Endless yards of copy have been devoted to digital transformation, and kings’ ransoms have been spent to hear high-end consultancies preach that retailers and service companies and businesses of all kinds need to crawl from the wreckage of bricks & mortar, shopping bags and cash registers and all that fusty physical stuff and, like, get with the digital program, baby! Main Street? Shopping malls? That’s squaresville! The future is digital!
And of course there was plenty of truth in this. A lot of shopping experiences aren’t the most fun, and consumers have unsurprisingly taken to the idea that ‘it’s nice’ to shop from home and take advantage of wide choice and lower prices too. As for enterprises, they get to work up the customer relationship and… well, you probably know the rest.
So valid enough, but also pretty patronising, because business people use Amazon too, and were more than capable of asking what might be in the virtual world for them, and what they might need to do to get there, without looking at a thousand different PowerPoint variants on the theme of digital transformation.
And besides. Digital transformation is really only half the story. Sure, you can digitise your business, introduce a great portal, e-commerce it to heck and back, but as silver bullets go, it’s pretty tarnished. It’s still got to compete, and if you thought the high street was a crowded market, look at what you’re going up against online, from behemoths like Amazon at one end, to small and nimble start-ups at the other, swarming round your feet like gara rufa fish and taking a thousand little bites out of your digitally transformed value prop.
But maybe there’s another angle.
Digital transformation is a justified response to the internet revolution of the last couple of decades. But hand in hand with that has been the mobile revolution, and maybe businesses need to look at mobile more closely.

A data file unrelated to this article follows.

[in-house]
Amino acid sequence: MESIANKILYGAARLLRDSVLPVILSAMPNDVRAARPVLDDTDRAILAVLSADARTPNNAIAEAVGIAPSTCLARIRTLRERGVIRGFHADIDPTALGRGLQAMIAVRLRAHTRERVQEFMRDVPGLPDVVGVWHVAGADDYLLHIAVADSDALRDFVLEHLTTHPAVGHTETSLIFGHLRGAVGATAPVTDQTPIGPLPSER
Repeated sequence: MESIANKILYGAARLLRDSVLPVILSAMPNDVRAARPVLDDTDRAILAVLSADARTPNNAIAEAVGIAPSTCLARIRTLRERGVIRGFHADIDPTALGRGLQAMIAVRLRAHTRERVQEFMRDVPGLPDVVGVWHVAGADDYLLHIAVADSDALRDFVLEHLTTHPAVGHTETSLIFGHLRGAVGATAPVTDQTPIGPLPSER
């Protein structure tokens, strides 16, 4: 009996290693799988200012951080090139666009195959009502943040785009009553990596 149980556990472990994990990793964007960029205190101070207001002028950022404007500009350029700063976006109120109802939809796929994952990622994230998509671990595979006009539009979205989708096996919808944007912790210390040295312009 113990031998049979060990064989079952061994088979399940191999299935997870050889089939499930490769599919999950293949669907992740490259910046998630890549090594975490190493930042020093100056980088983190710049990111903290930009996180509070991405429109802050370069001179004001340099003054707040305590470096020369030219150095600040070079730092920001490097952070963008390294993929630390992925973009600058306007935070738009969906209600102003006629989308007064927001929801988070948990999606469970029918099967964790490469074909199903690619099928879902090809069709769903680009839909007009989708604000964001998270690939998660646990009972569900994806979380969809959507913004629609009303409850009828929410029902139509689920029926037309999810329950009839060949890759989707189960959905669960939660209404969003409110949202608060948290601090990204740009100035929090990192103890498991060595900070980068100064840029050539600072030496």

How about if your digital transformation went hand in hand with a mobile transformation? That could be something as simple as making sure your digital pitch was properly rendered for a mobile device, and making sure that you had all the geographic angles covered so that you could hit customers and prospects with relevant notifications depending on their location – but those are really table stakes. It can get a lot more radical than that.
As we know’, the handset is central to most users’ lives. For many, it’s the first thing they look at in the morning and the last thing they look at at night. And it accompanies them everywhere in between (don’t dwell on it).
What if that handset was your handset? Carrying your brand, your promotions, maybe your products? Providing an easy channel to your services, guiding customers to your premises, shaped to make buying your primary offering easy? Permanently with the customer? Sound good?
Not possible? Well a lot brands are doing it already. Big retailers with loyal customer bases, whose offering can be parlayed into a mobile concept are already there, but it doesn’t have to stop with supermarket brands. Football clubs have started to get in on the act – well-known brands, with loyal followings and content to promote… is there a pattern here? The network access is coming from an operator, at wholesale rates, but most of the rest – the concept, the marketing, the customer experience – is coming from the enterprise, created to reflect its brand values and promote its primary business. Who else fits this pattern? Big entertainers are practically brands now. High end international fashion lines. Many of these not only boast brand loyalty but have customer followings that don’t expect low prices – that, on the contrary, like to demonstrate their spending power.
Not feasible? You might be surprised. The network side of the business comes from the operator. The business side can equally be outsourced to an expert third party, to provide the business, operational and enterprise software needed to get the business off the ground and running, and the consultancy that will make the initiative a success. The enterprise’s contribution can come down to as little as innovation, differentiation and ideas.
And as ideas go, not having to fight for attention on the crowded real estate of the customer’s sidebar, but front and centre whenever he or she picks up the handset – just a hundred or so times a day, by the most conservative estimates – doesn’t sound like a bad one.